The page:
To simplify to the relevant portion: “Public input is allowed on all items except…items listed under First Reading (unless the Council notifies the public it may act on the item)” (emphasis added). The Council did not notify the public it may act on the item. In fact, that item does not appear on the agenda posted for the meeting 03/13/2024 as of writing this letter five days later. Additionally, public input was taken from one individual who, suspiciously, was there for public comment on first reading despite the fact that comment is almost never taken on first reading and there was no notification public comment would be taken. Not surprisingly the person was vehemently against the ordinance and that was the only commentor. The lack of procedure deprived other residents who may want to speak in favor of the opportunity to do so.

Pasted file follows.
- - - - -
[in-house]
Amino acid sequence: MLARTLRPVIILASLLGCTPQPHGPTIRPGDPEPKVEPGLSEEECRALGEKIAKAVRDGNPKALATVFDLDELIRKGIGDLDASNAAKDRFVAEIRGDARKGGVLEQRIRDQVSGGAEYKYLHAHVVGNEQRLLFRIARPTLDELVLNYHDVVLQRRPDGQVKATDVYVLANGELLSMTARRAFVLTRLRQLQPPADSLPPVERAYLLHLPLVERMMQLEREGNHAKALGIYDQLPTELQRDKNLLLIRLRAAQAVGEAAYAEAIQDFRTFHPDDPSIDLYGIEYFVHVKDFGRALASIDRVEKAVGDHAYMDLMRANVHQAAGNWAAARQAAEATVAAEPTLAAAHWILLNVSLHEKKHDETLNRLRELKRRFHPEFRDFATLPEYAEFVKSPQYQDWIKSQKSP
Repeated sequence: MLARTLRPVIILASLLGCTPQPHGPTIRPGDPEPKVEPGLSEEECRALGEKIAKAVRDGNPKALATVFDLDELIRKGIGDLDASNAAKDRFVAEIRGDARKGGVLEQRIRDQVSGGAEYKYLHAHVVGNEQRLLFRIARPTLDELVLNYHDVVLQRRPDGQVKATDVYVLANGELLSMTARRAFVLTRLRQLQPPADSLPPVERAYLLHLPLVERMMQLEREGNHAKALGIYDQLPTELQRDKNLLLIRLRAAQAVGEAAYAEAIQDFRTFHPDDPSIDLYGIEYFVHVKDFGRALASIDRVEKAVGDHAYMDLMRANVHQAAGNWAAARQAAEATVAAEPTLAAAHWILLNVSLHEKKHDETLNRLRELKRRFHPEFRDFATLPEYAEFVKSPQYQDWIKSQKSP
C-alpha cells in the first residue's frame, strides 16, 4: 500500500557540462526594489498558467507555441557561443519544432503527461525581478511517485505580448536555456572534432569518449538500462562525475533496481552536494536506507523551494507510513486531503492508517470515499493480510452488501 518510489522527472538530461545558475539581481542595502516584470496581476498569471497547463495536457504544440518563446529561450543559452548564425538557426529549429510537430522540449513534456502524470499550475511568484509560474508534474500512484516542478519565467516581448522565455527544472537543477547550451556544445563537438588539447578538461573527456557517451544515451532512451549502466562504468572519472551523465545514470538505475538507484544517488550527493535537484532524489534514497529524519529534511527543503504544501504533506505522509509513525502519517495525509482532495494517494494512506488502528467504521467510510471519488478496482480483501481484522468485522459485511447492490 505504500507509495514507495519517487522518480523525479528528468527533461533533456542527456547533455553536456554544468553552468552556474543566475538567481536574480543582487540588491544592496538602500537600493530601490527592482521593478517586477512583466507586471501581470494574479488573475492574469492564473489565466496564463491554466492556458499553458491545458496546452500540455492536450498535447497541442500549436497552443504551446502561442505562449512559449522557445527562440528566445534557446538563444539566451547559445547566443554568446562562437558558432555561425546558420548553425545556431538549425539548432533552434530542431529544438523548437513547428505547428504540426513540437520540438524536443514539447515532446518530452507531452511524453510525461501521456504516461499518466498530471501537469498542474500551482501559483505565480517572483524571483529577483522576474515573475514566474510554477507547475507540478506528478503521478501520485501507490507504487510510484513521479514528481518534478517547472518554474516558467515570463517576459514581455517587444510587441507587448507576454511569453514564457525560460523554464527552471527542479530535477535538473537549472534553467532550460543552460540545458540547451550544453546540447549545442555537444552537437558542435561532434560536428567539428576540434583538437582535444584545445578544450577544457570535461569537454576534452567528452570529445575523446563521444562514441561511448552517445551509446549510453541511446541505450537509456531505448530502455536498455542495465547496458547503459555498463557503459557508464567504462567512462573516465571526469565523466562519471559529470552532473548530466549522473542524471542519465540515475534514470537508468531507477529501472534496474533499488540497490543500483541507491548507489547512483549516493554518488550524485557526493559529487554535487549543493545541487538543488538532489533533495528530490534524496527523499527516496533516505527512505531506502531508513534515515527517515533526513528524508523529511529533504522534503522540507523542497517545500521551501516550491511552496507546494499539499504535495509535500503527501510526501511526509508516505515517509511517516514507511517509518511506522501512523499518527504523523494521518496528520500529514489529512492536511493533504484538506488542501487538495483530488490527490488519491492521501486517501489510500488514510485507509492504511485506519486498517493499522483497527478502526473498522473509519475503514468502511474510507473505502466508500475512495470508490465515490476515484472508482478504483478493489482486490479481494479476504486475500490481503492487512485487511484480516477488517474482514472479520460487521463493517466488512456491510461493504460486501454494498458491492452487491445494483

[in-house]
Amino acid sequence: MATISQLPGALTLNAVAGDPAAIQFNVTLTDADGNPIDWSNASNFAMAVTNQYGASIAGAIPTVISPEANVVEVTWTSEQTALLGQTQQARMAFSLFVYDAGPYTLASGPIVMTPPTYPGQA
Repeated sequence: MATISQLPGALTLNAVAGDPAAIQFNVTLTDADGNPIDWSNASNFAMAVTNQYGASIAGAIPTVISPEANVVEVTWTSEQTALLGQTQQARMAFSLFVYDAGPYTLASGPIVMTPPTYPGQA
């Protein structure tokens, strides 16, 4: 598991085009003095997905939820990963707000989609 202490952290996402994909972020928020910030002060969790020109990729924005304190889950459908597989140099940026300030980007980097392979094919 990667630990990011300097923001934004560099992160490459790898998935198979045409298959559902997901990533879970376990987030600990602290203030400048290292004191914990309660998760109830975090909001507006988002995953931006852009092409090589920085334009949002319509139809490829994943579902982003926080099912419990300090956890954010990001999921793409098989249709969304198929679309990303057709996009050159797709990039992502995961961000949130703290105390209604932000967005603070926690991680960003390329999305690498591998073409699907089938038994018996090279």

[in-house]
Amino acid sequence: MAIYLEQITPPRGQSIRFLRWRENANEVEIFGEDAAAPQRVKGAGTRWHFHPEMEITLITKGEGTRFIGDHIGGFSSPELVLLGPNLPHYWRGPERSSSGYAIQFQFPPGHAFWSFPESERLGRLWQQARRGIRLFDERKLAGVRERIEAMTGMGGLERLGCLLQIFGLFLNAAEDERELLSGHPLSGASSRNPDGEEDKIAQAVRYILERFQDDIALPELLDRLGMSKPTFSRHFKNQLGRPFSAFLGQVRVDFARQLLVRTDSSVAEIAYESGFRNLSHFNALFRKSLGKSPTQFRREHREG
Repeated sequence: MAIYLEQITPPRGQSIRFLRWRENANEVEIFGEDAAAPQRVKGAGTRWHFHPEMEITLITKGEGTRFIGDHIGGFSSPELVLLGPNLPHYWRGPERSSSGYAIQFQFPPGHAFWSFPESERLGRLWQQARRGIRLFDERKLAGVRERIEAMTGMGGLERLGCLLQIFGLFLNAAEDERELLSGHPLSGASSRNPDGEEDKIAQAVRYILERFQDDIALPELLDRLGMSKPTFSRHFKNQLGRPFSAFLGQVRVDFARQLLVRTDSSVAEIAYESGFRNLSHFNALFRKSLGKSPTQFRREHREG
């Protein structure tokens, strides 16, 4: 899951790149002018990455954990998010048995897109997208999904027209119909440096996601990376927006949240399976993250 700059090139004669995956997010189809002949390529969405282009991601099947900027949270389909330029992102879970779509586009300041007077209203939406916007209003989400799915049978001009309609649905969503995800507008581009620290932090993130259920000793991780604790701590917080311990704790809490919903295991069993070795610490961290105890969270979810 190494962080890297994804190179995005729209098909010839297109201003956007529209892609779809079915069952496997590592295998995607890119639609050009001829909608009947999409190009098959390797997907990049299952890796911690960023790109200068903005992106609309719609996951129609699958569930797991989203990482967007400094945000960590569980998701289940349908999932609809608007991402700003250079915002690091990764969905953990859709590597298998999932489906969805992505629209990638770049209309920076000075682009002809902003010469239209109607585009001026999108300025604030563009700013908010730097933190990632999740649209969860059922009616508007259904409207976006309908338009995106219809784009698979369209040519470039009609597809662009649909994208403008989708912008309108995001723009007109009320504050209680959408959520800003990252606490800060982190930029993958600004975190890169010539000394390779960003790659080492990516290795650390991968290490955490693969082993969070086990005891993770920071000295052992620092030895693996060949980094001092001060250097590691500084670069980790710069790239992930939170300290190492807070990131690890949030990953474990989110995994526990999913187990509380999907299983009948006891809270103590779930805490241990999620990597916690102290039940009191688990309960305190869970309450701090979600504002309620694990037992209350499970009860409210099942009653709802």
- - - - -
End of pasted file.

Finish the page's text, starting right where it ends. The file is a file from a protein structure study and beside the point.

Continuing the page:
3. Improper Consolidation of Motions Contrary to Robert’s Rules: The motion that conflated the waiver of both Council Rules and the City Charter into one motion presents a clear procedural misstep as outlined by Robert’s Rules of Order. Robert’s Rules advise against combining distinct substantive motions because it can lead to confusion and complicates the voting process, preventing members from expressing their preferences on each issue clearly. Specifically, Robert’s Rules recommend the “Division of a Question” for motions that contain multiple, independent parts, allowing each to be debated and decided upon separately. The combined motion in question failed to respect this principle, obscuring the clarity and specificity required for procedural integrity and informed decision-making. Council Rules and the City Charter are distinct bodies which should be considered separately. Had they been considered separately, it may also have eliminated skipping the important council rule that requires the vote to “[b]e preceded by a deliberate and full consideration by the Council,” something that didn’t occur at this meeting.